By Rob Roper
Joyce Manchester, a senior economist for the Vermont Joint Fiscal Office, testified before the House Committee on Housing, Military and General Affairs regarding the estimated cost of implementing the proposed mandatory, government-run Paid Family Leave program. The total estimated annual price tag is $106 million. This number does not include start-up costs, and is potentially underestimating the ongoing administrative costs, perhaps significantly.
As for those start-up costs, the program would require a new IT system to operate. Estimates for this were between $500,000 and $80,000,000. That’s not a typo. Apparently, the options run the gamut from the tech equivalents of a Lamborghini to a unicycle. Committee chair Tom Stevens settled on an estimate of $10 million as a reasonable starting point for purposes of discussion and future analysis. But this is a wild guess, and, of course, we all know how well the state does with new IT systems (think Vermont Health Connect).
This Paid Family Leave proposal, for which the $100 plus million necessary to pay for it would come from a brand new payroll tax, would guarantee some (more on defining “some” in a later post) employees 12 weeks of leave at full pay up to a little more than $1000 per week for bonding with a new child, or 6 weeks to help care for a sick relative. If the costs exceed these conservative estimates, and many think the certainly will, the payroll tax rate will be increased to meet the demand for revenue.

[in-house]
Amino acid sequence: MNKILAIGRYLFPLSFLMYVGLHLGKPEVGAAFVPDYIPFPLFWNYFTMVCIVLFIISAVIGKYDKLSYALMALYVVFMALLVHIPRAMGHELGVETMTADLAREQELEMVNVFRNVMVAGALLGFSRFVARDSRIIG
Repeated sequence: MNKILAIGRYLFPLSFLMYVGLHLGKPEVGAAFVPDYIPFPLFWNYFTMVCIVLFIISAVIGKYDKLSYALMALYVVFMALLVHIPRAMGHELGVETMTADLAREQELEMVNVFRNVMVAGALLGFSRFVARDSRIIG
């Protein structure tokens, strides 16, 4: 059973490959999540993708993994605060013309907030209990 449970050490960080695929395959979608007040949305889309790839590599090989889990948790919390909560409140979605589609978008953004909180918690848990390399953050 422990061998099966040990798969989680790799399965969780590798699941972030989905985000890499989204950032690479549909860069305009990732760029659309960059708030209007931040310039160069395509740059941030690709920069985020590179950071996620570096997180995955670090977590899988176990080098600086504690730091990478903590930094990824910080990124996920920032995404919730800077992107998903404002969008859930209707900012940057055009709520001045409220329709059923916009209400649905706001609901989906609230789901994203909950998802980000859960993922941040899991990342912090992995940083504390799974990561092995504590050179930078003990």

David Simendinger, president of Champlain Farms, which operates 36 convenience stores in Vermont, testified following Manchester. He was blunt, saying, “This has the potential to bankrupt us.” Simendinger further noted that there is no incentive in the bill to encourage someone who takes advantage of the Paid Leave program to return to work when the money runs out.
It is hard enough for Vermont employers to find workers, and once found, depend upon them to reliably show up for work. A government program that pays employees their full salaries not to work will make this dynamic even more difficult for employers.
Simendinger speculated that if this passes, on day one there will be a lot of employees out there figuring out how to game the system so that they can spend six weeks of summer caring for a “sick relative” while receiving 100 percent of their salary at taxpayers’ expense.